President Biden announced a boost in international donations of surplus vaccine supplies (Associated Press)
Opinions should be released soon, including a challenge to the Affordable Care Act, the Voting Rights Act and a case on religious liberty involving a Philadelphia foster agency. (CNN Politics)
“The Supreme Court ruled Tuesday that tribal police officers can stop and search non-Indians on tribal lands for potential violations of state or federal law.” (Associated Press)
The Court ruled unanimously against illegal immigrants with temporary protected status while noting that those immigrants who entered the country legally and have protected status may apply for permanent residency. (Associated Press)
In other news
“The US Chamber of Commerce has announced a nationwide initiative to address the worker shortage in the US.” In March 2021 there were a record 8.1 million job openings in the United States in March 2021, and about half as many available workers for every open job. Suggestions include helping people acquire needed skills for certain jobs, improving access to childcare, improved working conditions, sensible immigration policies, and more. (CNN Business)
Many are now expecting that Trump will make another run for the presidency, even as at the same time he continues to lie and contends he is still president due to fraud. (Associated Press)
Texas democrats walked out of session to prevent the passage of an onerously restrictive voter law. The move is only a temporary setback for Texas republicans and spotlights the urgency for passing federal voter rights legislation. (Associated Press)
“The Indiana State Board of Education has granted provisional accreditation to two private virtual schools – a first for the state.” (WANE)
Republican Gov. Eric Holcomb said Sunday he will not issue an executive order that reverses Indiana University’s vaccine mandate, despite a request from Republicans in the Legislature and amid mounting political backlash against the school’s decision. (IBJ)
Even so, universities are bowing to republican pressure and are ‘highly encouraging’ students to be vaccinated. Some are offering incentives, but none are requiring proof of vaccination. (Statehouse File)
Indiana University offering prizes for vaccine documentation The Edwardsville Intelligencer
(AP) — Indiana University is offering more than $70,000 from prize drawings for students and employees who provide proof that they’ve received COVID-19 vaccinations.
UV Air Purification and Filtration Systems Approved for Use in Indiana School Buses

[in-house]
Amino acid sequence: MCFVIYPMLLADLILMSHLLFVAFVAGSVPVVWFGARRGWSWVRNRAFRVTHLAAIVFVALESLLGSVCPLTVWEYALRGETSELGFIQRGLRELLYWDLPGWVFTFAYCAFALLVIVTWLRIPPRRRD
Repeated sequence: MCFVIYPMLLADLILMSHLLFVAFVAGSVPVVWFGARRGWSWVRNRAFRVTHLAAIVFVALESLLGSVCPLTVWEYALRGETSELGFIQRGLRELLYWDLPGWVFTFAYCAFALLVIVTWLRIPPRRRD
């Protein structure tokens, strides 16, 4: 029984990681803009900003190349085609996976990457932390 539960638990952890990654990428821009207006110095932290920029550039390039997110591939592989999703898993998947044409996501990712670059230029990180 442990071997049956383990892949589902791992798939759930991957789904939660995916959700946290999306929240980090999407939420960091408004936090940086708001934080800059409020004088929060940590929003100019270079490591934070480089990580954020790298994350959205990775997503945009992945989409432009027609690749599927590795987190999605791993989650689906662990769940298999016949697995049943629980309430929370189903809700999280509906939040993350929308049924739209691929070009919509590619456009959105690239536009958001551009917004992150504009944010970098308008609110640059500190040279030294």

The Post & Mail
Most importantly Indiana schools can now implement a solution to help reduce the risk of transmission and better protect students, bus drivers and other school bus occupants against airborne respiratory pathogens like SARS-CoV-2 and Influenza. “Timing for approval was critical as Indiana schools have until June 25th to turn in proposals for how they will allocate the large amount of Elementary and Secondary School Emergency Relief funds (ESSER) to improve air quality in their facilities and school bus fleets.”
Indiana Needle Exchange That Helped Contain An HIV Outbreak May Be Forced To Close NPR
In 2015, rural Scott County, Indiana, found itself in the national spotlight when intravenous drug use and sharing needles led to an outbreak of HIV.
The push for higher minimum wage in Indiana WTHITV.com
INDIANA, (WTHI) – Some Hoosier Democrats are pushing for a higher minimum wage. They want a rate of 15-dollars an hour. The Indiana senate …
New Indiana law works to prevent cybersecurity breaches Fox 59
INDIANAPOLIS – Amid the growing threat of cyberattacks, a new Indiana law seeks to prevent those breaches on government and other public agencies.
An Indianapolis judge has scheduled oral arguments focused on the constitutionality of a new Indiana law permitting the General Assembly to convene during statewide emergencies without obtaining the governor’s consent for a special session. (Times of Northwest Indiana)
A coalition of organizations and businesses is partnering to help bring reliable broadband service to the most unserved and underserved communities across Indiana and is counting on Hoosiers to pinpoint those locations. (Inside Indiana Business)
Indiana’s monthly revenue report shows the state continues to exceed projections. The Indiana State Budget Agency says General Fund revenues totaled more than $1.8 billion last month, which was $515 million, or 38%, above the April revenue forecast. It’s also $926 million above actual revenue in May 2020. (Inside Indiana Business)